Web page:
For these arguments to succeed, especially with other American conservatives, Reno and Lowry have to convince us of three things:
- That the American republic was not, as Tom Paine claimed, a project that “began the world over again”; that we were instead an evolution of English norms, culture, and language, so that the Revolution (in Lowry’s words) “sought to protect the traditional rights of Englishmen”; and that the invocation of the Declaration of Independence’s preamble, with its universalistic appeal to natural rights shared equally by all humanity, has been exaggerated.
- That (in Reno’s words now) “the free market promises spontaneous order” but in actuality promotes a self-satisfied swamp of “dissolution, disintegration, and deconsolidation,” and then calls these “openness”; that the liberal interest in economic deregulation is in fact the mirror image of the progressives’ cultural deregulation; and that capitalism and technology have reduced society to a collection of “little worlds” that imagine they have no need for virtue.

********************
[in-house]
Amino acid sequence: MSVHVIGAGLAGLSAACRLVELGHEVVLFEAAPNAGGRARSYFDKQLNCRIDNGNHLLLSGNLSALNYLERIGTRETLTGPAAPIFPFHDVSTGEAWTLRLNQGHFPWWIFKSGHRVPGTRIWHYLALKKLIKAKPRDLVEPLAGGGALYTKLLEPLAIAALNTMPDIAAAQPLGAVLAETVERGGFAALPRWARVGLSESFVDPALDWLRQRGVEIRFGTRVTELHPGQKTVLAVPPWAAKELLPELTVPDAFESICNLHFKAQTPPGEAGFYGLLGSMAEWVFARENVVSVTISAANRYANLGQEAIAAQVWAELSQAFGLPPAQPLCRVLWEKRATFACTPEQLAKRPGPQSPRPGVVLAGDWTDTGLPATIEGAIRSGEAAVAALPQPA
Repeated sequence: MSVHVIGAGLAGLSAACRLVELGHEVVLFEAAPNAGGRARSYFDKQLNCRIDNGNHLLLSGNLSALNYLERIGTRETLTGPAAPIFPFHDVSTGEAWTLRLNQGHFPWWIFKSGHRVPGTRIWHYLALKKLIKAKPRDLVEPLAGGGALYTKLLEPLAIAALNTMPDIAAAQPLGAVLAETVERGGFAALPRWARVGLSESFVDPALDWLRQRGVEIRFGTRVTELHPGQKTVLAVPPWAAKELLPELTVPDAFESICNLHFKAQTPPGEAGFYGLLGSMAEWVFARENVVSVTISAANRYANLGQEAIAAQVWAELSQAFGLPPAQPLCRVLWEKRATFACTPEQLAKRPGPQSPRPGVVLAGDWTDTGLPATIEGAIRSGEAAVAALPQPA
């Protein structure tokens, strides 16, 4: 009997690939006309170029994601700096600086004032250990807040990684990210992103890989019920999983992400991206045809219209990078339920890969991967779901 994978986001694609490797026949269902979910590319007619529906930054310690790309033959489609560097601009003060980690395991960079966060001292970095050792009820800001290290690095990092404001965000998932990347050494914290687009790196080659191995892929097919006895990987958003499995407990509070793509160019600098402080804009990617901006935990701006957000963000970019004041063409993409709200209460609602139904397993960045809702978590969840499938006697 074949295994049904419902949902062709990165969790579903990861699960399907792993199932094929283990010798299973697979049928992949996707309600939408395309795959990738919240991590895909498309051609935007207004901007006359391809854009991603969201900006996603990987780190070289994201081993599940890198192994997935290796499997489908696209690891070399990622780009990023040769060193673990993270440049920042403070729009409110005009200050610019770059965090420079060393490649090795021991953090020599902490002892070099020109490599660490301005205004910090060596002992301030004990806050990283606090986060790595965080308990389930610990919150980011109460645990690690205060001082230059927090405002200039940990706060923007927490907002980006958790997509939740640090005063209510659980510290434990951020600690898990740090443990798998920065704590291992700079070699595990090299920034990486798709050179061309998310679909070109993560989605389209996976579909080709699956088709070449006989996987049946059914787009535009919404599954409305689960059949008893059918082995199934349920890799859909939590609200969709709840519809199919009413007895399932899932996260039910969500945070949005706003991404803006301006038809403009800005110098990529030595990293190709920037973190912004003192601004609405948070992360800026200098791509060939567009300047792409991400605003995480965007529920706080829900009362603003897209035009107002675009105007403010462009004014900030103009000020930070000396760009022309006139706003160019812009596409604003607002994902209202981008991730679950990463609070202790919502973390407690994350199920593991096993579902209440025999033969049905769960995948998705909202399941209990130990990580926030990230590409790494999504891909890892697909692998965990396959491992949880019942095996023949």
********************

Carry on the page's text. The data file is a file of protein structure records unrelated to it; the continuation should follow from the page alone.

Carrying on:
- That no polity can live by the bread of “rights” alone, but requires love—love of country, of family, of truth, of transcendence (these are what Reno, following Durkheim, describes as the “strong gods”); that nations cannot be merely accumulations of self-interested parties; and that there is a “common interest” in the life of the nation that (as Lowry puts it) “is deeper than any specific power struggle” and which “makes possible the social trust that lubricates everyday life.”
These are no small concerns, and they are fed in many hearts by the sneers of a thin-souled and contemptuous cosmopolitanism, by educational systems that aspire feebly to little more than “critical thinking,” and by immigration policies that cannot seem to distinguish between huddled masses yearning to breathe free and outright colonization. Indeed, there were many moments in reading both books when I resonated with the losses they so tellingly itemize.
Yet their arguments must also come to terms with the reminder, on the back of every one-dollar bill, that the American republic is a novus ordo seclorum…